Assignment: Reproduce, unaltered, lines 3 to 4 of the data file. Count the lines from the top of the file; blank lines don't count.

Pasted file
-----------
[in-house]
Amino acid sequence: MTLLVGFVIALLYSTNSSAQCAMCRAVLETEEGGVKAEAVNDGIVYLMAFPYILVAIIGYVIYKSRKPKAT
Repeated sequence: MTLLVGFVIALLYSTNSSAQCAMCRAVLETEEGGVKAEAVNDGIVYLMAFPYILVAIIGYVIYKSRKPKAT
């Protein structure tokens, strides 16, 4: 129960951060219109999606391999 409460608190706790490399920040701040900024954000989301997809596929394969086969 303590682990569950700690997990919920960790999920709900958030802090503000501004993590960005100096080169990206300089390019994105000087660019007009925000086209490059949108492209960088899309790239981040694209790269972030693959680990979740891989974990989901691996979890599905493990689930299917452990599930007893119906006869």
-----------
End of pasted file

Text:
Repeated sequence: MTLLVGFVIALLYSTNSSAQCAMCRAVLETEEGGVKAEAVNDGIVYLMAFPYILVAIIGYVIYKSRKPKAT
């Protein structure tokens, strides 16, 4: 129960951060219109999606391999 409460608190706790490399920040701040900024954000989301997809596929394969086969 303590682990569950700690997990919920960790999920709900958030802090503000501004993590960005100096080169990206300089390019994105000087660019007009925000086209490059949108492209960088899309790239981040694209790269972030693959680990979740891989974990989901691996979890599905493990689930299917452990599930007893119906006869």